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EOD Marines Clear Ranges of Hazards, Ordnance

By Cpl. Reba James | | August 29, 2014

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MARINE CORPS AIR STATION YUMA, Ariz. – From horizon to horizon, the early morning sun expanded across the rough, rocky terrain that is the Chocolate Mountain Aerial Gunnery Range in Imperial County, California. While clouds drifted across the mountain peaks, far below a flurry of activity took place as Explosive Ordnance Disposal Marines planned the clearing of ordnance, targets and impact craters from aerial combat training, Monday.

The EOD Marines, from Headquarters & Headquarters Squadron on MCAS Yuma and Marine Wing Support Squadron 372 from Marine Corps Base Camp Pendleton, California, began range clearance on Aug. 22 in preparation for the upcoming Weapons and Tactics Instructor course. During the clearance operations, EOD conducted surface sweeps for unexploded ordnance (UXO) and supported nearby range maintenance personnel. The Marines ensure the range maintenance personnel have a safe environment to work in, sweeping each target area within the range.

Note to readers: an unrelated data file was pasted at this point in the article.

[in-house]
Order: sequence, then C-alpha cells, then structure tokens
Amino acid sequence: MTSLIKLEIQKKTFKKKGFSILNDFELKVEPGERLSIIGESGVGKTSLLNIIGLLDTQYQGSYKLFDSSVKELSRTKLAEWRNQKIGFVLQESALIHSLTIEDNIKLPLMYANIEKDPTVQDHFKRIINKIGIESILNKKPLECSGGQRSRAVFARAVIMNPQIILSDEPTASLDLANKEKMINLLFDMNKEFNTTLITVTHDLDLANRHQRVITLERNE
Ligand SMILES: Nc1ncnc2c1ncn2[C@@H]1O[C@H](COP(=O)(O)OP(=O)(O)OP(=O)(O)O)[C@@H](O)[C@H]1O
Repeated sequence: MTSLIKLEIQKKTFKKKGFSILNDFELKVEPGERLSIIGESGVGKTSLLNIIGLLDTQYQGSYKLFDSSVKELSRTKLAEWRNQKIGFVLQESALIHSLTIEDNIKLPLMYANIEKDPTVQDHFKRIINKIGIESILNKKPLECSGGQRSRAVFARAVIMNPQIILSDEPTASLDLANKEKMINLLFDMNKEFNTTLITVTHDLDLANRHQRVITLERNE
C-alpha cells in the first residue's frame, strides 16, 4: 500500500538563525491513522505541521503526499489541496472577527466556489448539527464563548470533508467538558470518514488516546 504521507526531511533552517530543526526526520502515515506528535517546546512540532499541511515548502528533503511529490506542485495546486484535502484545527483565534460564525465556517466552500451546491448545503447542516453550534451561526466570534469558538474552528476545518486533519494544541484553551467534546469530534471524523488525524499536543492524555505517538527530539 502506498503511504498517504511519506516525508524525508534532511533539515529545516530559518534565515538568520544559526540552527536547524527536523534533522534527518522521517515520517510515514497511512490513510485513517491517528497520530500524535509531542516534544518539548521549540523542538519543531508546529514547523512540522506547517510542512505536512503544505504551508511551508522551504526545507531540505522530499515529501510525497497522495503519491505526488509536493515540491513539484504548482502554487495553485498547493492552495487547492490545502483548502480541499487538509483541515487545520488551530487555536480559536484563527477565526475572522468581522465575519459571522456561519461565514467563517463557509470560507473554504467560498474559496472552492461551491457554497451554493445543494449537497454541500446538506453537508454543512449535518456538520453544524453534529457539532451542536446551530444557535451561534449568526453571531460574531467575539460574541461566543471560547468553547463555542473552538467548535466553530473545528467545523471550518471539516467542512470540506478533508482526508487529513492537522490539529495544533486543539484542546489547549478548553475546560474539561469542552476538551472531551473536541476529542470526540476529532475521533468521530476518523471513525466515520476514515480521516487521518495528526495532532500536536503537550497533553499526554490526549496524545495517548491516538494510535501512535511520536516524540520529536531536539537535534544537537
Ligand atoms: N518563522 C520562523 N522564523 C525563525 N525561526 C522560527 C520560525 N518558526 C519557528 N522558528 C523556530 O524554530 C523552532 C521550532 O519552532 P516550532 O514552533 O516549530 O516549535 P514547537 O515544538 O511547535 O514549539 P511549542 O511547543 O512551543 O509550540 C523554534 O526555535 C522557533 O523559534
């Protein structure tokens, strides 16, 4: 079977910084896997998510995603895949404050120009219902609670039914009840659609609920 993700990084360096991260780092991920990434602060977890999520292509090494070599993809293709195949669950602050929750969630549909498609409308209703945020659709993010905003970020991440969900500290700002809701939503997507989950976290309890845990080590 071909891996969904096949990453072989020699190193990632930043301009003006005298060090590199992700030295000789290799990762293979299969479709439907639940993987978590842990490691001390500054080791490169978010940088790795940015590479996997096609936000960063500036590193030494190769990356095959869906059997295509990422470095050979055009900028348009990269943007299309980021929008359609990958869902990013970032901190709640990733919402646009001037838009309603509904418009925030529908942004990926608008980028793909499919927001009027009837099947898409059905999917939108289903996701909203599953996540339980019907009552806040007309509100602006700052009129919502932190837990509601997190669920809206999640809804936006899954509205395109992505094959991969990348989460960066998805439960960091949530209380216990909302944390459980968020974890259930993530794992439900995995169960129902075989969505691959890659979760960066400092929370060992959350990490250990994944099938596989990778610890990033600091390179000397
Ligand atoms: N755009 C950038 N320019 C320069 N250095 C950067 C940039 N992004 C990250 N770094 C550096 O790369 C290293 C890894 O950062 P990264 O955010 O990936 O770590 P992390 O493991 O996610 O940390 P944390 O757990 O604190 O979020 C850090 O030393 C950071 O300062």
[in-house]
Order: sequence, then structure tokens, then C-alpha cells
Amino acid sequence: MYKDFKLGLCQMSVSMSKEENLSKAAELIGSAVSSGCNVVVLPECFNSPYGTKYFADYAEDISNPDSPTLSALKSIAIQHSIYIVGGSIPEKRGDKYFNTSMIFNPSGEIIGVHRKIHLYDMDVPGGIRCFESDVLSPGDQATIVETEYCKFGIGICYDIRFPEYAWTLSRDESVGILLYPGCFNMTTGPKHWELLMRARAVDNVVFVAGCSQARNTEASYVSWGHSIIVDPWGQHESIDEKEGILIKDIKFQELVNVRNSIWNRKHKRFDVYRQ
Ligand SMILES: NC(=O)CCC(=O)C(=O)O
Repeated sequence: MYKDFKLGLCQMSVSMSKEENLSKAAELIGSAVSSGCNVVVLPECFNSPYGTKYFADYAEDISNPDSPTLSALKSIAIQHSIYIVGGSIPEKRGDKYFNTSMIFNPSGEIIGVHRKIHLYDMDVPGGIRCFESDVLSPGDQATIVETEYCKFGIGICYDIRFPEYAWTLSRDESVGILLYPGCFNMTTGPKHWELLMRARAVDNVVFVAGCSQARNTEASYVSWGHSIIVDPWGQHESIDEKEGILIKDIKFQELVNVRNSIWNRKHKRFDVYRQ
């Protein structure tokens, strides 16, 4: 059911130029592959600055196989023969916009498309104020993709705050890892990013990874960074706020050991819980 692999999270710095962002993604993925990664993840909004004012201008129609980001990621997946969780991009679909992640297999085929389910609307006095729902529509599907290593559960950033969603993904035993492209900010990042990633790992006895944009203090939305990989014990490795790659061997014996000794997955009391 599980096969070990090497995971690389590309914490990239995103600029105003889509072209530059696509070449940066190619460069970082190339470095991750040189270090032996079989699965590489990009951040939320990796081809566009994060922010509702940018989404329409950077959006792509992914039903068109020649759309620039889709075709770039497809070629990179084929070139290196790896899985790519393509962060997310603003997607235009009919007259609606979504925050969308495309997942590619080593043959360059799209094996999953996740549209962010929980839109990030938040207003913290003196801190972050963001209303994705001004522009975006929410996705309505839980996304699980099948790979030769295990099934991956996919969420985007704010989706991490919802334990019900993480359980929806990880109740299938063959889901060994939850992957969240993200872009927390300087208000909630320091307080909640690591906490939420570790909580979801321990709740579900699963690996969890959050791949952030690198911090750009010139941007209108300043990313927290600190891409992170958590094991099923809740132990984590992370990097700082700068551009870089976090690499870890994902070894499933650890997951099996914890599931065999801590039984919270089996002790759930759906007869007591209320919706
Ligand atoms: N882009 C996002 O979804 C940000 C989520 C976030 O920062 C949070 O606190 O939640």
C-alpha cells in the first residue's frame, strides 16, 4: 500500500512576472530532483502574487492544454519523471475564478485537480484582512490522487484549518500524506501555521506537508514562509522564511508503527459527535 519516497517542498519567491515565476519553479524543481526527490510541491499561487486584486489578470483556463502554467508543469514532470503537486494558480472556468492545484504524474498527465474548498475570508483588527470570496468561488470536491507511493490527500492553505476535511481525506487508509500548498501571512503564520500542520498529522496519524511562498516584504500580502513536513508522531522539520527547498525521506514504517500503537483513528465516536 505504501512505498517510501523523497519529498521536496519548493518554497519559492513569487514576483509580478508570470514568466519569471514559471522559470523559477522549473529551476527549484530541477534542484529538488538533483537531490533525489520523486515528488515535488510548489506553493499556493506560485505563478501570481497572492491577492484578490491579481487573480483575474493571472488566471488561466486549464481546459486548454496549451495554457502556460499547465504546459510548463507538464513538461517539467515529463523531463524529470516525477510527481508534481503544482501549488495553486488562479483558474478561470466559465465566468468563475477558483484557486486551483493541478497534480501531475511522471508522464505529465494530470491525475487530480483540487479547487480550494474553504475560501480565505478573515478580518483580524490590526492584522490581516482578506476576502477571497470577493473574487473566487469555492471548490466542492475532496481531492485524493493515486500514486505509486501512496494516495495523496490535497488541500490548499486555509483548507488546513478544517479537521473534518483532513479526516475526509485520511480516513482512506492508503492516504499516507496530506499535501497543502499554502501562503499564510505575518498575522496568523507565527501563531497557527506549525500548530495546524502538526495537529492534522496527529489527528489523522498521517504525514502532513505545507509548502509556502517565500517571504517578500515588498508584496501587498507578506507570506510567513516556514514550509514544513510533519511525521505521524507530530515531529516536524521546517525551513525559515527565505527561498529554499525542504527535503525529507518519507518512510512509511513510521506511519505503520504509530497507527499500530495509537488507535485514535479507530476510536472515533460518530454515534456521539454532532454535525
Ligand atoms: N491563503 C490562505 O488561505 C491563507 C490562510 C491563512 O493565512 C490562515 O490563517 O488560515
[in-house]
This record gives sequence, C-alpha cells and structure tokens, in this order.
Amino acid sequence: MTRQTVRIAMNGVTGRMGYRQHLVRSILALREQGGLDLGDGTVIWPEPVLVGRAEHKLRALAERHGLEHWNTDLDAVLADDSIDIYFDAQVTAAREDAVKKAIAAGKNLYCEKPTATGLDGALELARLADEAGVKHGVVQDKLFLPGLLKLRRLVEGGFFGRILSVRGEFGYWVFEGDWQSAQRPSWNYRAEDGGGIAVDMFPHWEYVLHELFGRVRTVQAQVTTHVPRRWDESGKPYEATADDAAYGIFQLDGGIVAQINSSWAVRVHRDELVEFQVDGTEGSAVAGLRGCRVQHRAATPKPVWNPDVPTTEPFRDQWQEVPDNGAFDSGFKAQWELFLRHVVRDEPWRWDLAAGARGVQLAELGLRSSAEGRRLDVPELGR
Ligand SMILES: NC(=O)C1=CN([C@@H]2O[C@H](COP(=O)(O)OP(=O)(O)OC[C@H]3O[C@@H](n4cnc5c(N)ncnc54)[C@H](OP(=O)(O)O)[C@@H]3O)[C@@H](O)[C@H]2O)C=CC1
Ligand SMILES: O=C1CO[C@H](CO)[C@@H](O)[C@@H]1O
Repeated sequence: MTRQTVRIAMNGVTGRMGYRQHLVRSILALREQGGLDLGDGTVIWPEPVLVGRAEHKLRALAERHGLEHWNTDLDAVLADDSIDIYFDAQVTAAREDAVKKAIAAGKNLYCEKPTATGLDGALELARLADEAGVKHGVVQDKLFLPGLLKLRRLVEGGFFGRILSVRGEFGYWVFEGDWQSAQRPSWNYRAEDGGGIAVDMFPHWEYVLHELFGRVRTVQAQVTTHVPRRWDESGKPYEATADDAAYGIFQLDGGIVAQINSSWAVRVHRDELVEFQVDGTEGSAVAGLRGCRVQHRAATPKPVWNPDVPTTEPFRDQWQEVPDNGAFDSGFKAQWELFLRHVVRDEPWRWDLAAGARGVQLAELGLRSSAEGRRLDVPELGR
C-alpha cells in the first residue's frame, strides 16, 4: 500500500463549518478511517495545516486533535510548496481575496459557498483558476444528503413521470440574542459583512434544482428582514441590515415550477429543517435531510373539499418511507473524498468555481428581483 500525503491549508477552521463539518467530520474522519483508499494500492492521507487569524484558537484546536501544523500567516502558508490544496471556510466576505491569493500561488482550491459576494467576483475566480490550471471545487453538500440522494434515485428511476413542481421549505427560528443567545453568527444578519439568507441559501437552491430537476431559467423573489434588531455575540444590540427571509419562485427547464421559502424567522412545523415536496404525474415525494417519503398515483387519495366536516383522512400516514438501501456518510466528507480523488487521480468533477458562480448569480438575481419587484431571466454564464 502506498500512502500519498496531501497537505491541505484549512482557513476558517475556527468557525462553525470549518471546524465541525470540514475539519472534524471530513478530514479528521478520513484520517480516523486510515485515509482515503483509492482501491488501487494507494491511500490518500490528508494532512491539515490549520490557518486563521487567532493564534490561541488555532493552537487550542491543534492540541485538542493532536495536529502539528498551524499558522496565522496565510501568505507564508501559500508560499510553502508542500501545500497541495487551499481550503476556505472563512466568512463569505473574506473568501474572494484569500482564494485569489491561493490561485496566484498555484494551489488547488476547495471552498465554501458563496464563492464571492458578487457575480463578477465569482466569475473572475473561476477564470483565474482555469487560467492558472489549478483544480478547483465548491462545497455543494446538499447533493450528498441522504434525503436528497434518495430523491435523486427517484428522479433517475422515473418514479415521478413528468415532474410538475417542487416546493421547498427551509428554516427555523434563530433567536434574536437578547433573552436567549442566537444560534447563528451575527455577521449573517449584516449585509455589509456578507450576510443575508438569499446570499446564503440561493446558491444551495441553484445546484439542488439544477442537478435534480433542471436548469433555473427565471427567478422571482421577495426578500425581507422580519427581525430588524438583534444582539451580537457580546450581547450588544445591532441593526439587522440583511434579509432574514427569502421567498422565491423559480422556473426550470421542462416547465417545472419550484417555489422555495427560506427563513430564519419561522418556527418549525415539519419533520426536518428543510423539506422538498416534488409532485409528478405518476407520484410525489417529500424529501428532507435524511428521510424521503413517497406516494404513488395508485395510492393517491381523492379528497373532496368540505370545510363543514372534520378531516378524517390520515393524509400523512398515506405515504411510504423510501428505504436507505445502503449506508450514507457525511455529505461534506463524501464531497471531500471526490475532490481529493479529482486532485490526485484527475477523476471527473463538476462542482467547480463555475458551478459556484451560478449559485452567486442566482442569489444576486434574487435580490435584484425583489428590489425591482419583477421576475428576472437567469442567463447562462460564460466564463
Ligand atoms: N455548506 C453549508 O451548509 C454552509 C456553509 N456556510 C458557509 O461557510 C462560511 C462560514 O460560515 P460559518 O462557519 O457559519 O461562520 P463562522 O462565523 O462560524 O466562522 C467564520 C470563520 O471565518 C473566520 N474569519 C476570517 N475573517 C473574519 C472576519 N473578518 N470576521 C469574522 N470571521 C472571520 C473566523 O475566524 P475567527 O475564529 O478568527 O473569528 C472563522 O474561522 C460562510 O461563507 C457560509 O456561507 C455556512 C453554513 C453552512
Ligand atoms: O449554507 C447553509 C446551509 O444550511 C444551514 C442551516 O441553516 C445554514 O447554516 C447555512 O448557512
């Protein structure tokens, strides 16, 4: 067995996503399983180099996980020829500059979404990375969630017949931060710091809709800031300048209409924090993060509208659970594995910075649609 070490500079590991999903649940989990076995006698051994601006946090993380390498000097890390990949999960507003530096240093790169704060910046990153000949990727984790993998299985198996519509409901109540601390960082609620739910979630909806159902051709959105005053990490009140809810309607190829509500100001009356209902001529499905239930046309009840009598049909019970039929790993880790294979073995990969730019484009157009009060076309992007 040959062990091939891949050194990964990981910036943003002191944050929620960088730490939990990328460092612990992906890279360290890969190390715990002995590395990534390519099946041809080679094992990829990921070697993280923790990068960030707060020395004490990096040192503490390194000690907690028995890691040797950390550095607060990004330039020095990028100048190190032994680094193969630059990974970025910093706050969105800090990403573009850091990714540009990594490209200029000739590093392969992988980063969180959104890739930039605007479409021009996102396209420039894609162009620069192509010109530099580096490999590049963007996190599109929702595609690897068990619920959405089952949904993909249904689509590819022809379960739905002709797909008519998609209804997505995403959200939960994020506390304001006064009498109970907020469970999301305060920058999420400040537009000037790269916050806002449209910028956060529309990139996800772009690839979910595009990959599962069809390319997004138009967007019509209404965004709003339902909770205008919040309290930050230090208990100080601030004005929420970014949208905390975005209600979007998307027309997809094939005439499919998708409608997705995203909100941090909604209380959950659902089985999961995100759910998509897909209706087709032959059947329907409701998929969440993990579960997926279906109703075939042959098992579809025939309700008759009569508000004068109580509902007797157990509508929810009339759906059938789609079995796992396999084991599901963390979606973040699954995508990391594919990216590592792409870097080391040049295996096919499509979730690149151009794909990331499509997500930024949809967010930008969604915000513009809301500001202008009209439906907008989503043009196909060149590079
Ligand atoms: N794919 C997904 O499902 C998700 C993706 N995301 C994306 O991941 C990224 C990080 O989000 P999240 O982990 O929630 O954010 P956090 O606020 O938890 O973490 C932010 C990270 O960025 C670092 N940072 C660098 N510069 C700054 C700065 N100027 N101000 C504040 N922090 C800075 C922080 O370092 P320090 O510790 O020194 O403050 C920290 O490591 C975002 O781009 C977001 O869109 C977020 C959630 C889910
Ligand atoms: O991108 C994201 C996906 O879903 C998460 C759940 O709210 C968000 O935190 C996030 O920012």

“Our mission is to safely and effectively clear the target areas of unexploded ordnance in order to facilitate the safe insertion of targets for aerial missions,” said Staff Sgt. Robbie Grieder, an EOD technician team leader with Headquarters & Headquarters Squadron at MCAS Yuma, and a native of Belleplaine, Iowa.

“Our purpose is to reduce the hazards on the range…While doing that, we are escorting range maintenance personnel, who insert targets in support of WTI missions, so pilots can train and be mission ready,” said Staff Sgt. Joseph Witte, an EOD technician with H&HS.

If unexploded ordnance is found by the EOD Marines, they flag the item and GPS mark it. Next, they create a shot plan, which is a plan of where and how to safely destroy the unexploded ordnance.

“Some days we will have what we consider great luck, where we will walk into an area and every 20 feet find something. Some days its bone dry and we don’t find anything,” said Grieder.

“Our shot sequence went off without a hitch, and we got to see some pretty cool explosions,” added Witte. “Today was pretty standard.”

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